The voice of the inner critic is not our voice - even though it'll try to argue that it is. It's a voice born out of fear - and in a strange way - it's trying to 'protect' us. Name it. Give it a name - as if it was another person talking to you. If anyone in 'real life' tried to talk to me the way my inner critic did - I would NEVER have tolerated it. So, why was I allowing this internal voice to cut me up every.single.day?
Name it. Seriously. It's the first step to taking away its power.
Release the need to win.
Because, there is no winning here. I spent years trying to argue with the voice of my inner critic. Trying to be logical. There is no rationalizing with the irrational. No matter how hard we try - there is no winning.
There. Is. No. Winning.
FREEDOM comes when we release the need to engage with the thoughts. So, dive into mediation and strengthen that releasing muscle!!
Turn on the lights.
Silence is its best friend. Because, where there is an inner critic, there is shame. So, SHARE. Get the words / thoughts / comments OUT of your mind. Share with you inner circle - your coach - your therapist. I'll often use this sentence - "This is what my Inner Critic is saying to me..." Chances are as soon as the words hit the light, you'll start to feel / hear the nastiness and manipulation at play.
One HUGE nugget of wisdom I've learned over the years - do not ask your inner circle, partner, spouse, best friend to validate or argue with the voice of the Inner Critic. They. Will. Never. Win. Doing so only sets everyone up for a shit storm of shame.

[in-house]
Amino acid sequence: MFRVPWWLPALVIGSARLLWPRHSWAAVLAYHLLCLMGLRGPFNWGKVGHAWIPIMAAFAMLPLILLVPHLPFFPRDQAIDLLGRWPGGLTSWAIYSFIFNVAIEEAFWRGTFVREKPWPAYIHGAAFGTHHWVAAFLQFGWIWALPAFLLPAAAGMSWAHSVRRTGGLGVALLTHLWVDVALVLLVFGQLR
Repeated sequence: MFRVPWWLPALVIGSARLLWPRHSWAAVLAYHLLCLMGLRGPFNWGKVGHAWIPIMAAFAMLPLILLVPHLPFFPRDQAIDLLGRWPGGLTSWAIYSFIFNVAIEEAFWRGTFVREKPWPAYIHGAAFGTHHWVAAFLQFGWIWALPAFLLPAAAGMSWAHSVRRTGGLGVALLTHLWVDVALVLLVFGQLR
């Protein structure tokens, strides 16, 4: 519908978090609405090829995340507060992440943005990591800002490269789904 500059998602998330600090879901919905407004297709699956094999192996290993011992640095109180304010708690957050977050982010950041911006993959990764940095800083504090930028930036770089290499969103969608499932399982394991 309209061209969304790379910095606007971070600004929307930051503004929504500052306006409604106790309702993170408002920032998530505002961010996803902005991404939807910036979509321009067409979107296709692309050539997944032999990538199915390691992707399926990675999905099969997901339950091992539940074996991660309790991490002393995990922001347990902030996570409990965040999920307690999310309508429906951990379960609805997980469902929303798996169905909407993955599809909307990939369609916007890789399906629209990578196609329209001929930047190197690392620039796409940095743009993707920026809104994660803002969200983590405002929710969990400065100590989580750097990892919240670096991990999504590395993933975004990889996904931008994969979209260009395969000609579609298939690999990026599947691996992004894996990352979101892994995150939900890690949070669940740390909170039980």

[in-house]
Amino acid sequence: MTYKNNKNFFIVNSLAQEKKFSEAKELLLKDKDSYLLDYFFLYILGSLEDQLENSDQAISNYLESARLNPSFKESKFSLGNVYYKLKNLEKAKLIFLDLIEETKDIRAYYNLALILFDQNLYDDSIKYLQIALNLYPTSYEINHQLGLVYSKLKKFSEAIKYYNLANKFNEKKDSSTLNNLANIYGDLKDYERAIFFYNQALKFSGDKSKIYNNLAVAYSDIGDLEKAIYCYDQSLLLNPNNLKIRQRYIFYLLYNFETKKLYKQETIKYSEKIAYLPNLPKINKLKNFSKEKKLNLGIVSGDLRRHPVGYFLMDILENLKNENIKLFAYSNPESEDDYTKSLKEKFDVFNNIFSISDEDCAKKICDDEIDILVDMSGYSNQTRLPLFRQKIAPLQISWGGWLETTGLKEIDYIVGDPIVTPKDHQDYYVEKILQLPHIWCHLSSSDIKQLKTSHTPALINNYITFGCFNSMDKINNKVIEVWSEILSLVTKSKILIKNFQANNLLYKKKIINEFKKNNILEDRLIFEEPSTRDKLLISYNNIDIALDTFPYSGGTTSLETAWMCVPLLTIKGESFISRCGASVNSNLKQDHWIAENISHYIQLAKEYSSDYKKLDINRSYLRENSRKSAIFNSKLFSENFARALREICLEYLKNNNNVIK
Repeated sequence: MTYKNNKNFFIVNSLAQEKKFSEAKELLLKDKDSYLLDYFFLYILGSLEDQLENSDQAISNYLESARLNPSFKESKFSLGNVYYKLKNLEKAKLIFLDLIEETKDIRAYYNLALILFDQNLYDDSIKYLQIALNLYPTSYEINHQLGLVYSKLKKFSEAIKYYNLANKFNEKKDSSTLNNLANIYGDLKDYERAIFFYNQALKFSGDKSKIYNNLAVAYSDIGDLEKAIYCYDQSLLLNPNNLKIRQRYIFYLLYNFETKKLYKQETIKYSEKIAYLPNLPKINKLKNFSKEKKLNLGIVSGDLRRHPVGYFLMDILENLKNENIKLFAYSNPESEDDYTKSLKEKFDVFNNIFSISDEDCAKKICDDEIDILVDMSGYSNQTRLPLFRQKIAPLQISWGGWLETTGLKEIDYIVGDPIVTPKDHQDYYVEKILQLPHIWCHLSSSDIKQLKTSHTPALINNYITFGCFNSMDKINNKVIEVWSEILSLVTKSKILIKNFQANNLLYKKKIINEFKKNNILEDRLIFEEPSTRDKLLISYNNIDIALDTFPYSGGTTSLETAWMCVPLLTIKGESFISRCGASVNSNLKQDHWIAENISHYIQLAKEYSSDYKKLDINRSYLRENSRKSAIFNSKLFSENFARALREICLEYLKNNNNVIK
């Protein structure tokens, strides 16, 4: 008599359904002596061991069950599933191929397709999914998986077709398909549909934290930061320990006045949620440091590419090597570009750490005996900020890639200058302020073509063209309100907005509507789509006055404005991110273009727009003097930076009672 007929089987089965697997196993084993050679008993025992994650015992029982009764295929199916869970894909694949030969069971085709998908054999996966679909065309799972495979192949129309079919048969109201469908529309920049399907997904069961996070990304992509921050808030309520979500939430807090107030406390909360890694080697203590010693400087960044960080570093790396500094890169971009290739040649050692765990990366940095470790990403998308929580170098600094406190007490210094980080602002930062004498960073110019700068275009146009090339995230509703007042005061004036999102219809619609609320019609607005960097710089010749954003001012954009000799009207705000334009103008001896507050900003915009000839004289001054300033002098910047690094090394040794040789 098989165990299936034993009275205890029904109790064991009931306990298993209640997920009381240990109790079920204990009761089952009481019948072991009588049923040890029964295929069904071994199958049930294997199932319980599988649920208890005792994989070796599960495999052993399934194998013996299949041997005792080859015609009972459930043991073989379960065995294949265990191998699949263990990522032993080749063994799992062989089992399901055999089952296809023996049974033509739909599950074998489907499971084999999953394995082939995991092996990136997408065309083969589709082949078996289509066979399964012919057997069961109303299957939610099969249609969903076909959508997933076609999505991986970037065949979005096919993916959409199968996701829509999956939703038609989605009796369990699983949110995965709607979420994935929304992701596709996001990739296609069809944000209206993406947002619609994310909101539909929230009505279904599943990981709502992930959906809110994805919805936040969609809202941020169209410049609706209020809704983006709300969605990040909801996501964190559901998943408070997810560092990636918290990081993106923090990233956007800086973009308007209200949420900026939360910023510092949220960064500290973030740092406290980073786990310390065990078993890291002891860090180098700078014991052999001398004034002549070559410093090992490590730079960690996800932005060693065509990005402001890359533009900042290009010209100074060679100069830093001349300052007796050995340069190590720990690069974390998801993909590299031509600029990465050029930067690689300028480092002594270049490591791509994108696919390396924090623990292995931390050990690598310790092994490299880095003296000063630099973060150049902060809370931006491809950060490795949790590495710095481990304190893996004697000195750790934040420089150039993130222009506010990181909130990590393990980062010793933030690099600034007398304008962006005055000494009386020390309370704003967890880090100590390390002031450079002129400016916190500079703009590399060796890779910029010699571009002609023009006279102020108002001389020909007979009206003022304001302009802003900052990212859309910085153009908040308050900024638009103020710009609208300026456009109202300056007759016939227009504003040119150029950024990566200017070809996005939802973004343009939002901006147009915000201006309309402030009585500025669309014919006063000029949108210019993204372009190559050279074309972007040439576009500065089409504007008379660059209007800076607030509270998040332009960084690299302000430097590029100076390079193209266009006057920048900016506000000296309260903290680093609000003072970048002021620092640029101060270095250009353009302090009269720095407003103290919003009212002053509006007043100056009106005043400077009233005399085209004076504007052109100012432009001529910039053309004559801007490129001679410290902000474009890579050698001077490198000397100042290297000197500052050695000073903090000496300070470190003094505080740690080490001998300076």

That black cap??
You know what I see? I see an 18 year old girl who was so flipping excited about swimming in finals. At the Olympic Games. For Team USA.
I see an 18 year old girl who forget to switch out her caps because she was so LOCKED IN to what she needed to do that night.
I see an 18 year old girl who handled her mistake like a BOSS and helped her team break. the Olympic Record and bring home Gold.
That black cap is a POWERFUL reminder for all of us that we WILL make mistakes. Even at the Olympics.
It's part of being human.
And. We ALWAYS have a choice in how we respond.
Even when the Inner Critic comes knocking.
Just because it knocks, doesn't mean it gets to drive.
If this speaks to you - please feel free to share with family and friends. We are stronger together.
THIS is work I do with my clients - releasing the grip of the Inner Critic. The judgement. The ruminating. The hyper-analyzing. The criticizing. The voice that tells you all the ways you're not enough.
It's powerful work. It's challenging. And it's not work we're meant to do alone. If you're ready to do this kind of work - I've got you. Click here to learn more about my offerings.
Samantha Arsenault Livingstone is an Olympic Gold Medalist, transformational speaker, high performance coach and mother of four girls. She is also the founder of Livingstone High Performance, LLC. and the online coaching course Rise Free Academy.
Samantha empowers women to cultivate the courage and resilience needed to unapologetically step into their light. She inspires, empowers and equips her clients with the skills needed to let go of beliefs that are keeping them stuck - so they can achieve their own gold medal moments - AND - open the door for freedom, balance and joy that transcends.
Samantha candidly shares her battles with her inner critic, depression, perfection, PTSD and parenting as a working mother because she believes in the transformative power of story – and the strength that comes from knowing we are not alone. She is on a mission to pay forward all that she’s learned to help others find joy and live free.
A mama of heart warrior and mama of twins, Samantha and her husband, Rob, live in the Berkshires with their four girls. You can learn more about Samantha at www.samanthalivingstone.com.